More commonly known as ‘The Rock’, Dwayne Johnson has come a long, long way since his days in the world wide wrestling federation. This year alone, the 43-year-old actor has been seen all over the big screen in movies like ‘Furious Seven’ and ‘San Andreas’. But the hard-hitting Hawaiian native is not only taking over the box-office, he’s also making his mark on TV. In Ballers, Dwayne plays a retired athlete turned financial manager named Spencer Strasmore. The show has just been picked up for a second season so it’s safe to say that Dwayne Johnson’s career is…well, ballin’.Was there anything that heading into this – because obviously you have tons of friends in the professional sports world – that were players telling you, “We would like to see this story told; we would like to see this element told? The public always gets something wrong, and we would like to have a certain thing come to the screen that seems more legitimate and more real”? Was there any of that coming in where players were after you about that stuff?
One hundred percent. One hundred percent. I mean, from Antonio Brown to you name it. The main thing with the players that I had gotten in our conversations over the months was just make it real and make it feel authentic and, you know, in our world, if you pull back a curtain to a large degree and showcase what really happens in relationships as players are trying to renegotiate contracts, the pitfalls, the land mines, as Richard Schiff had said in the trailer you guys saw, are prevalent and they’re there.
I think for the players, they knew that they were going to get comedy, but I also feel they knew that if any other team in Hollywood, put together with a star of the show, was able to come on and produce the show as well — and we have great people around us. There was a sense of all right. We’re going to jump off this cliff with you, and we’re going to believe because of the respect that you have for the game, and so they had that again, to wrap it up, their biggest thing was just make it feel real and really like our lives, and I feel that’s what we’re doing.
Dwayne, why TV? You’re not busy enough with your movie career?
Yeah, buddy. I’m not busy. I’m not busy at all. And yes, and because it is HBO. Look, for a long time in my career I was just looking for opportunities and trying to create opportunities, so opportunities now are plentiful, and I stay busy, and I like being busy. But look. I think for all of us, work begets work and action begets action, and it’s not working for the sake of working. In this case, it’s working for the sake of quality. And I wanted to partner up with HBO. Known Michael Lombardo for some time, and we wanted to do something and create something, I think, that was cool and special and that had some depth and quality to it and also had fun, which is why it’s a 30 minute show.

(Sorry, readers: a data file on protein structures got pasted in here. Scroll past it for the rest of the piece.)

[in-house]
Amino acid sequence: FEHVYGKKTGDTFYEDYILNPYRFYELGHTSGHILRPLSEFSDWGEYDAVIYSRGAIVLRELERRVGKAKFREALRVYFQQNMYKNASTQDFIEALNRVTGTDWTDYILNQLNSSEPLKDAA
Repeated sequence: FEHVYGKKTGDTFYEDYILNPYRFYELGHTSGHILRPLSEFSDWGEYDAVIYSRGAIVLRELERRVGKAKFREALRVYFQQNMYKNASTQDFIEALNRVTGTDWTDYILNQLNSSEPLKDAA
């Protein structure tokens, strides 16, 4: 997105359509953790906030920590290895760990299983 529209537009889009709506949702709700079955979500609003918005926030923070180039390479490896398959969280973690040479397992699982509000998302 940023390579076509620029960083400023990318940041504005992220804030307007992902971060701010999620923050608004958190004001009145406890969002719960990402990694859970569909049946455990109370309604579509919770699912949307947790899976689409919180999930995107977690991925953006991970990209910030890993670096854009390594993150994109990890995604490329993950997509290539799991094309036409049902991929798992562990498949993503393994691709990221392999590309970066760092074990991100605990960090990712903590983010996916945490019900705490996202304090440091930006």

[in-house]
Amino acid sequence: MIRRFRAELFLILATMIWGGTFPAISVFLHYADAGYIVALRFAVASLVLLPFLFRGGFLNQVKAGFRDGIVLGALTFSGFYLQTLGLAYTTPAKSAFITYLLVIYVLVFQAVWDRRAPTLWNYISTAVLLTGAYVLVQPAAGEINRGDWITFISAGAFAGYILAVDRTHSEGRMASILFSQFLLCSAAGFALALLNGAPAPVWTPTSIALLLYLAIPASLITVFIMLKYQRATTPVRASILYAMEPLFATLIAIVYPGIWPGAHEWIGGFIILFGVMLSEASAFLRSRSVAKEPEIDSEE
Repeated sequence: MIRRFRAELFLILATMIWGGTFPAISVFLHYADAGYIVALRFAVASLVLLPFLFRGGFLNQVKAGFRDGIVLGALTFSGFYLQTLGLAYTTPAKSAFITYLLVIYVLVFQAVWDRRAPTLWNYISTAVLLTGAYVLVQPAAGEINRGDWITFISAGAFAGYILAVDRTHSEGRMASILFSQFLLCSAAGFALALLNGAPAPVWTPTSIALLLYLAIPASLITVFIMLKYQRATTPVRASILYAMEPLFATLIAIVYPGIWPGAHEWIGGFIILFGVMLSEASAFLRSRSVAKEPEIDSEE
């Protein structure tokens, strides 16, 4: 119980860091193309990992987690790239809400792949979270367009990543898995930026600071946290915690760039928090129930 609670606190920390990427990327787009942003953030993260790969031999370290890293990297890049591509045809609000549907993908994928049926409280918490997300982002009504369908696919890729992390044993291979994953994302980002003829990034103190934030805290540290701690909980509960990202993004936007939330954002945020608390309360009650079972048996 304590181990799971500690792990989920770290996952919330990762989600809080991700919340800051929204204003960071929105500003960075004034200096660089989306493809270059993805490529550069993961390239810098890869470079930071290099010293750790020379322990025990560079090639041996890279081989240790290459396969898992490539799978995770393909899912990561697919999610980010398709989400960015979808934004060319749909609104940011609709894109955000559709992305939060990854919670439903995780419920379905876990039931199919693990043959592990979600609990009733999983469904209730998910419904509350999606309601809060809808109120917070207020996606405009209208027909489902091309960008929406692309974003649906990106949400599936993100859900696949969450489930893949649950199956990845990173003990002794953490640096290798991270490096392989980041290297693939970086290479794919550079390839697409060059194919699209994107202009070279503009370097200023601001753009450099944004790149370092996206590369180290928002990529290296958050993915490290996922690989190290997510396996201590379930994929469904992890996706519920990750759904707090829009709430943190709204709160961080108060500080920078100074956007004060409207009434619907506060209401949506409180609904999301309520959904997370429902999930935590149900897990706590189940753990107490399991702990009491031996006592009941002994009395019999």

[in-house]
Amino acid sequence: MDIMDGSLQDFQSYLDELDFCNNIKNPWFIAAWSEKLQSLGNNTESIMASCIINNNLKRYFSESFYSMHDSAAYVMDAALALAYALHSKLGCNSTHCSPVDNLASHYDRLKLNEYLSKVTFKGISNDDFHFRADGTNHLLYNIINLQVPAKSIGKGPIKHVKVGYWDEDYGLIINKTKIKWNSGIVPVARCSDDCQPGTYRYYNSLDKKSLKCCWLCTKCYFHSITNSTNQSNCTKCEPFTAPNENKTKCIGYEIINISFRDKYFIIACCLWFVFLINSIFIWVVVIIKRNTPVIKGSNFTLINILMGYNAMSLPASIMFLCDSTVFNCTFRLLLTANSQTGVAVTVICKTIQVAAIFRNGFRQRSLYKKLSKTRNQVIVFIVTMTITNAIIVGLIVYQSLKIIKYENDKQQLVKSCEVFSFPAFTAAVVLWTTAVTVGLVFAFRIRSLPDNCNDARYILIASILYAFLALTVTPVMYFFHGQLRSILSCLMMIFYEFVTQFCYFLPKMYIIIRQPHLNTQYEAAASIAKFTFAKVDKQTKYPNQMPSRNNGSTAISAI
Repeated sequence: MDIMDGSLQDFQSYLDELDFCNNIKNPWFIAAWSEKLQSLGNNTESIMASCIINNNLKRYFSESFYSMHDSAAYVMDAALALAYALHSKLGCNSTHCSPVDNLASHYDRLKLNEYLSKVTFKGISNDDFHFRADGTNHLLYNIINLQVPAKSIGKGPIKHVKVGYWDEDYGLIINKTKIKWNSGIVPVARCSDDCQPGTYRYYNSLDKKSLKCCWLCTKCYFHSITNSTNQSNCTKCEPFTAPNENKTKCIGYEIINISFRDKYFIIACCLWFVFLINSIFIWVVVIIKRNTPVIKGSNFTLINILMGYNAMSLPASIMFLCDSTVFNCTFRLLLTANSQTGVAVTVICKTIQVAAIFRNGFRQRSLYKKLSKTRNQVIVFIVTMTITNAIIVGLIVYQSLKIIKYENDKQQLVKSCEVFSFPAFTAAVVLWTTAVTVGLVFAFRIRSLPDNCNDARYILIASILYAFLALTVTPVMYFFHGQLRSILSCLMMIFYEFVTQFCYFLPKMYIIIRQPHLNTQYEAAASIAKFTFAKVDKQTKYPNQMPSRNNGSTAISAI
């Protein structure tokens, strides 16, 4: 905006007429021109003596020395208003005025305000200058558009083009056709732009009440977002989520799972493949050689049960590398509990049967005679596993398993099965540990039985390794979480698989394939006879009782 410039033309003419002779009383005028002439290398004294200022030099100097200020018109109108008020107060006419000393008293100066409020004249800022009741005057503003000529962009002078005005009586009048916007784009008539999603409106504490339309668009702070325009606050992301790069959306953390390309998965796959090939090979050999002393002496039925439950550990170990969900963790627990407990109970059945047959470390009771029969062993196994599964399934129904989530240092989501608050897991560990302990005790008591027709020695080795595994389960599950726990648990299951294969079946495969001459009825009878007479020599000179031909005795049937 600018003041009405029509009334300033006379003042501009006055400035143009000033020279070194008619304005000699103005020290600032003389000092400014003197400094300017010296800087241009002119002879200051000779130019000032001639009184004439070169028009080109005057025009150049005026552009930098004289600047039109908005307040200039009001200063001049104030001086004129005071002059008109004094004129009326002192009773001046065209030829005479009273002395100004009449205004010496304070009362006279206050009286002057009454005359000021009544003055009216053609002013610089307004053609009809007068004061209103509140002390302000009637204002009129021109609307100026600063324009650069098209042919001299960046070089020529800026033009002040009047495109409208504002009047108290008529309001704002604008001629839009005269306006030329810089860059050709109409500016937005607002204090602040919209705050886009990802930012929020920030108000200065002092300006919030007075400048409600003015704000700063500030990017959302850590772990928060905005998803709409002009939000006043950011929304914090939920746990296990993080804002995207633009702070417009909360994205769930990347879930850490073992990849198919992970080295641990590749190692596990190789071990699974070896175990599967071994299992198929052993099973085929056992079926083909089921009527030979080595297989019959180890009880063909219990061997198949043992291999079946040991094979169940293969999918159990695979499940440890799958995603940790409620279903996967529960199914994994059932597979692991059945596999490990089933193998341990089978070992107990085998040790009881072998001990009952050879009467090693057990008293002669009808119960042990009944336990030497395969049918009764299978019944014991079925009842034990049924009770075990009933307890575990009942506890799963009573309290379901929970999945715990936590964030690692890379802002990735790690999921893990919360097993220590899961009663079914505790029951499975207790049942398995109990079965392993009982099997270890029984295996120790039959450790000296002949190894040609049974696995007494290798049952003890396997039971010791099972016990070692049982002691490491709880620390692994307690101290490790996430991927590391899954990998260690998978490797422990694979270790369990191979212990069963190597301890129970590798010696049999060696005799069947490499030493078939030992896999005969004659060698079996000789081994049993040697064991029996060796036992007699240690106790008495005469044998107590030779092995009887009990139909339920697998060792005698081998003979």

The idea behind something like this was the quality, was the quality of the show, the quality of my partners, the quality at HBO. And they do it pretty good. So if I was going to get involved in television and throw my hat in the television ring, so to speak, HBO is a great place.
Your, Spencer, has made his peace with going off the field and going behind the scenes. Is that a peace you could ever make, and if it’s not, how did you get into the mind set of Spencer?
I appreciate that question. It’s one of the biggest reasons why I love doing this show. It’s one of the biggest reasons why I feel such a personal connection to the show, is because the life that Spencer Strasmore has was a life I wanted. I wanted that life. Down here, University of Miami, 18 years old, I stepped on campus. I had no money, and we struggled for a long time, but my No. 1 goal was to make it to the NFL just so I can buy my parents their first house that they lived in. I never lived in a house until I was 28 years old. So we lived in efficiencies and apartments.
So the point is it’s Spencer’s life as a successful NFL player, future Hall of Famer. That was the life I wanted. I failed at that. So to answer your question, which was a great question, by the way, about will I ever find peace with it? I think I found peace with it. I don’t know. Maybe a therapist would say otherwise. Maybe I need some work with clearing some issues, but for many years my goal was to make it, and I never did. And then when the game is taken away from you or it’s cut short like a lot of players, like it happened to me when I had a run there where I was I had suffered a lot of injuries, five knee surgeries, bad back injury, complete reconstruction on my shoulder. It all happened within my college career. So it sidelined me.
So will I find peace with it? As best I can, but I think and now, because I have my degree in psychology, clearly, I think I’m finding peace with it on the show. And I’ve got to tell you, it’s unlike any experience I’ve ever had. I’ve had the opportunity in movies to play a lot of characters and a lot of men who have done some pretty good things, and they galvanize some people, and they go on to save the day, and there’s bad guys to hunt down. In something like this, the muscle I get to exercise in this is a completely different one that I was never used to. What I mean by that is just living and just every day you’re just living and living life. So the experience has been tremendous, and I am fortunate to be playing a guy whose life I wanted.